Imagine a world without disease [Sponsored]
Through the World Without Disease Accelerator (WWDA), a group within Janssen Research & Development, LLC, one of the Janssen Pharmaceutical Companies of Johnson & Johnson, Murray McKinnon, Ph.D., and his team are embracing an ambitious paradigm focused on disease prevention, interception and cure.
McKinnon, global head of the WWDA, is championing this mission to understand the genetic causes and triggers of disease. With a more than 35-year pedigree in drug discovery and development, McKinnon is working diligently with his team to understand the way this new approach could potentially change how we think about the future of healthcare.
In an interview, McKinnon discussed his goals for the WWDA, which reflect a convergence of deep disease understanding and a focus on the future of interconnected, digital health.
The underpinnings of disease
The WWDA is currently focused on three disease areas where both a high unmet medical need and potential for interception solutions exist: lung cancer, type 1 diabetes (T1D) and childhood allergic diseases. The fact that each of these diseases are underpinned by inter-related immunological mechanisms means that the group is comprised of cross-functional expertise in data science, biomarkers, immunosciences, the microbiome, sensors and wearables, and behavioral sciences.
“What we’re trying to do is have that deep disease understanding so that we can get to potential novel targets and mechanisms that underpin the root cause of disease,” McKinnon said. “It’s about understanding how to select targets and molecules for intervention… and then drawing upon our Johnson & Johnson scale and science in pharmaceuticals, medical devices or consumer health, along with the external innovation ecosystem.”
A global view
One of the important aspects about the WWDA and how McKinnon approaches disease interception is the unexpected connections across disease areas and how the WWDA is working to address important health problems in different countries. During our conversation, McKinnon spoke to several examples of putting a disease interception approach into action.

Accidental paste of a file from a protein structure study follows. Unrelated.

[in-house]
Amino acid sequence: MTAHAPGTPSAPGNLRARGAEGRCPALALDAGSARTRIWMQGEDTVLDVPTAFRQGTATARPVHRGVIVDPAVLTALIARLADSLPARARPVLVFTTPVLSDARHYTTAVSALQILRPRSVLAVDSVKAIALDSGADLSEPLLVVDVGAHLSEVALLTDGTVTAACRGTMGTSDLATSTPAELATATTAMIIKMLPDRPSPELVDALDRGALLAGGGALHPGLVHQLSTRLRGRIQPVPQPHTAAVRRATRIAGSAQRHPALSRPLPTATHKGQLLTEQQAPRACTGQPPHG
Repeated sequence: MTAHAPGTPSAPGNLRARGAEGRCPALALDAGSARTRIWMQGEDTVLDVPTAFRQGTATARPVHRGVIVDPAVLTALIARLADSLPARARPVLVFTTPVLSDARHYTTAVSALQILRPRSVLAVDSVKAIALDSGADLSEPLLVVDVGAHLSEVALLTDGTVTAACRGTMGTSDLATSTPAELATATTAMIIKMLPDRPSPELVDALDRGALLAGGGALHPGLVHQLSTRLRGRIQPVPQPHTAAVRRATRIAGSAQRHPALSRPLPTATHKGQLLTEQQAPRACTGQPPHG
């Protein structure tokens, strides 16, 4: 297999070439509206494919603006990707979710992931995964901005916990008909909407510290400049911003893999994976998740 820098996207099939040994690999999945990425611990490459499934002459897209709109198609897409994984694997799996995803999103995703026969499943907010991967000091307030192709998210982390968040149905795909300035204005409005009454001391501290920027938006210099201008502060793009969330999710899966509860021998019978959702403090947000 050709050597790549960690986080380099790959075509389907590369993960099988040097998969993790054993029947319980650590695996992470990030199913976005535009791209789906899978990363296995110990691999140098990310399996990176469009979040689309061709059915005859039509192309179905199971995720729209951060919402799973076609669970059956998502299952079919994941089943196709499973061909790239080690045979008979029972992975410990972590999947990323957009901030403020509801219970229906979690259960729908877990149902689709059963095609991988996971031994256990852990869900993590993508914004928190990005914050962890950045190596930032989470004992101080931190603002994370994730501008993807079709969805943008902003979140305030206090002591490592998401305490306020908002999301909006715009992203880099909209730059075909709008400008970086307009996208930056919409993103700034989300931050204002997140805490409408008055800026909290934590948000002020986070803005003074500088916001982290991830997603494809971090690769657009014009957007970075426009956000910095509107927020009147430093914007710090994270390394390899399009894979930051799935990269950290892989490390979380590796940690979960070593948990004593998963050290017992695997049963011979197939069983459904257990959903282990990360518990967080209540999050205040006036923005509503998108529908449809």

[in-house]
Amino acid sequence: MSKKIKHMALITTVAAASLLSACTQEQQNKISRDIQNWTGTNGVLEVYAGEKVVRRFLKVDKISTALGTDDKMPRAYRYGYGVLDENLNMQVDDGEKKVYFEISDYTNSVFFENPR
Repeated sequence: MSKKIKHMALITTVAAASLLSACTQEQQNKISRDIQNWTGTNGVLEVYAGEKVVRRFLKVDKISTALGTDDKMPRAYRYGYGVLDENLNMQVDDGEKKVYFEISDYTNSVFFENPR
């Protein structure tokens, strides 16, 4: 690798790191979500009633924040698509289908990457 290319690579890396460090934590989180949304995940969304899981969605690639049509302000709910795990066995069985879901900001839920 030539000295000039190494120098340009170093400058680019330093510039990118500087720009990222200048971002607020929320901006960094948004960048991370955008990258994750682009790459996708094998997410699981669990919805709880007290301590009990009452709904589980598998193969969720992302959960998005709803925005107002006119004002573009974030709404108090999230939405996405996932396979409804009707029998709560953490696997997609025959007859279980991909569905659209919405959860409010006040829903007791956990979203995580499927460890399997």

One example of McKinnon and his team’s work leverages behavioral neurobiology research through the development of a smartphone app, currently in an active clinical study in China, to help people quit smoking and potentially prevent lung cancer. China has more than 300 million smokers and more than half of adult men in the country smoke. Moreover, 40 percent of the worldwide consumption of tobacco comes from China. Despite this high unmet need, there are only a handful of digital solutions on the market in China to help people understand smoking risk and help them quit.
Almost 4,000 miles northwest, Finland is experiencing a different kind of health crisis.
The country has one of the highest rates of T1D in the world, and according to McKinnon, the Finnish government is keen to understand why. The WWDA is exploring the genetic triggers leading to development of T1D and ways to delay or even intercept the disease in collaboration with Finnish universities, hospitals, biobanks, and other global pharmaceutical companies through FinnGen – a large public-private partnership aiming to collect and analyze genome and health data from 500,000 Finnish biobank participants.
Despite T1D being well-known by people in Finland, the rate of diabetic ketoacidosis (DKA) – a life-threatening condition at diagnosis – is quite high. Leveraging insights from FinnGen, the WWDA set out to help parents recognize when their child is at risk for DKA or progression to diabetes. Through the FinnGen study, the WWDA and other collaborators hope to gain insights into novel medical and therapeutic disease interventions that could apply not only to T1D, but to other diseases. “Broader applicability is key,” noted McKinnon.